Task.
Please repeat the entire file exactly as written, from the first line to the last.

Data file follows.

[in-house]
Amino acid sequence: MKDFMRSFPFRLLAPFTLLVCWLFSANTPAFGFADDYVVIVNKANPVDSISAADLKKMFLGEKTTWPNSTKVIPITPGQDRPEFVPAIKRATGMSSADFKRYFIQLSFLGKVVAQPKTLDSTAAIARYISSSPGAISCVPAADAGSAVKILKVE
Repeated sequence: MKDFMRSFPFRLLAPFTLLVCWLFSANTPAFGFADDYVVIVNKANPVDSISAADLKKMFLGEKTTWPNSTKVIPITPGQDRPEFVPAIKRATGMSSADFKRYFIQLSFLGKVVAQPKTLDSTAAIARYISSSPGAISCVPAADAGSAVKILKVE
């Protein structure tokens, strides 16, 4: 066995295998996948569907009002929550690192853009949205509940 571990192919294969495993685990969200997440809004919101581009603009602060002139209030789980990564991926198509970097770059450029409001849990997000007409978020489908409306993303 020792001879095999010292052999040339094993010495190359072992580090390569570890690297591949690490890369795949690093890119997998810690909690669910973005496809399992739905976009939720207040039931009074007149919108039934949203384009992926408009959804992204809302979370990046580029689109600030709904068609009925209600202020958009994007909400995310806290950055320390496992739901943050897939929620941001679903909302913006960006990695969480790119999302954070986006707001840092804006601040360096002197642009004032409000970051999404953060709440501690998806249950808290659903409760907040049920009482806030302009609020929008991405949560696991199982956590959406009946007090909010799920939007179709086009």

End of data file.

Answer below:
[in-house]
Amino acid sequence: MKDFMRSFPFRLLAPFTLLVCWLFSANTPAFGFADDYVVIVNKANPVDSISAADLKKMFLGEKTTWPNSTKVIPITPGQDRPEFVPAIKRATGMSSADFKRYFIQLSFLGKVVAQPKTLDSTAAIARYISSSPGAISCVPAADAGSAVKILKVE
Repeated sequence: MKDFMRSFPFRLLAPFTLLVCWLFSANTPAFGFADDYVVIVNKANPVDSISAADLKKMFLGEKTTWPNSTKVIPITPGQDRPEFVPAIKRATGMSSADFKRYFIQLSFLGKVVAQPKTLDSTAAIARYISSSPGAISCVPAADAGSAVKILKVE
């Protein structure tokens, strides 16, 4: 066995295998996948569907009002929550690192853009949205509940 571990192919294969495993685990969200997440809004919101581009603009602060002139209030789980990564991926198509970097770059450029409001849990997000007409978020489908409306993303 020792001879095999010292052999040339094993010495190359072992580090390569570890690297591949690490890369795949690093890119997998810690909690669910973005496809399992739905976009939720207040039931009074007149919108039934949203384009992926408009959804992204809302979370990046580029689109600030709904068609009925209600202020958009994007909400995310806290950055320390496992739901943050897939929620941001679903909302913006960006990695969480790119999302954070986006707001840092804006601040360096002197642009004032409000970051999404953060709440501690998806249950808290659903409760907040049920009482806030302009609020929008991405949560696991199982956590959406009946007090909010799920939007179709086009």